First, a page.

The issue of effects of state intervention on economic development, especially in transition economy, has long been debated and remains unsettled. Beyond the old free market vis-à-vis state intervention debate, after reviewing related theories, this study examines the contingent nature of state intervention affecting business group performance in the context of transition economy by identifying different modes of state intervention in China's transitional economy. Using the data on China's 76 business groups collected in 2006, and methods such as logistic regression model, OLS regression model, and MIMIC model, the study finds that, at the group level, modes of state intervention have different economic effects on business group performance, depending on the specific modes of intervention and the context of institutional environment in China's transitional economy. Through direct intervention such as ownership and officials and Chinese Communist Party members at the group level, state failed to provide positive economic effects. In other words, these kinds of modes of state interventions make business group perform less well economically in current China's institutional context. However, the result demonstrates the state ability to provide positive economic effects by matching the functional demands of market in the emerging market such as loans from state-controlled banks as financial support. The interaction effects of party control and financial support further confirms that, with the increase of financial support from the state, high party control dramatically reduces the probability of high group performance comparing with how party control. My study contributes to the business group literature by offering a contingency perspective on how modes of state intervention affect economic performance in a specific institutional context such as China's transitional economy, moving beyond the debate between political economy perspective and developmental state theory of political sociologists and economic sociologists.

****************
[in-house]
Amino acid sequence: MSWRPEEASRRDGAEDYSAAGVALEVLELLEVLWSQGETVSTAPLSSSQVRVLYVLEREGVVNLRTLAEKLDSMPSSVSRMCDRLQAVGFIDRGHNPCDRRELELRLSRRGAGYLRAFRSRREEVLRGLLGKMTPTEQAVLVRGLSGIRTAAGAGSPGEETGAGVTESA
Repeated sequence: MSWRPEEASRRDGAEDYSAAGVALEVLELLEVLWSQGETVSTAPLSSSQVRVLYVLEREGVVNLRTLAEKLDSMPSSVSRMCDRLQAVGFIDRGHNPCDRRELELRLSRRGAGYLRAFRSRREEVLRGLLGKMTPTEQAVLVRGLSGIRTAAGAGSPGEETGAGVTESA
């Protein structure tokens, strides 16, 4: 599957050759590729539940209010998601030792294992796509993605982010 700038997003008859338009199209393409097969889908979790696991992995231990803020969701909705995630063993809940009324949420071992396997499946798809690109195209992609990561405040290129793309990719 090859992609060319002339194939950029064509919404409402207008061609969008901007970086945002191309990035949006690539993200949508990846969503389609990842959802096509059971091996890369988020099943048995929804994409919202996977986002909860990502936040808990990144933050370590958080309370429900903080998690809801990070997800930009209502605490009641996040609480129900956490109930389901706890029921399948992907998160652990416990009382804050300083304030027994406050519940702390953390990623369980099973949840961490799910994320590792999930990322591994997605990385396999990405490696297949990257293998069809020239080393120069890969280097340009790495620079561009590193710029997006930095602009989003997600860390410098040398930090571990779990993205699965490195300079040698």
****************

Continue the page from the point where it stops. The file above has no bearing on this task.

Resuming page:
University of Minnesota Ph.D. dissertation. May 2009. Major: Sociology. Advisor: David Knoke. 1 computer file (PDF); x, 137 pages, appendices A-B2. Ill. (some col.), map.
State intervention and business group performance in China's transition economy..
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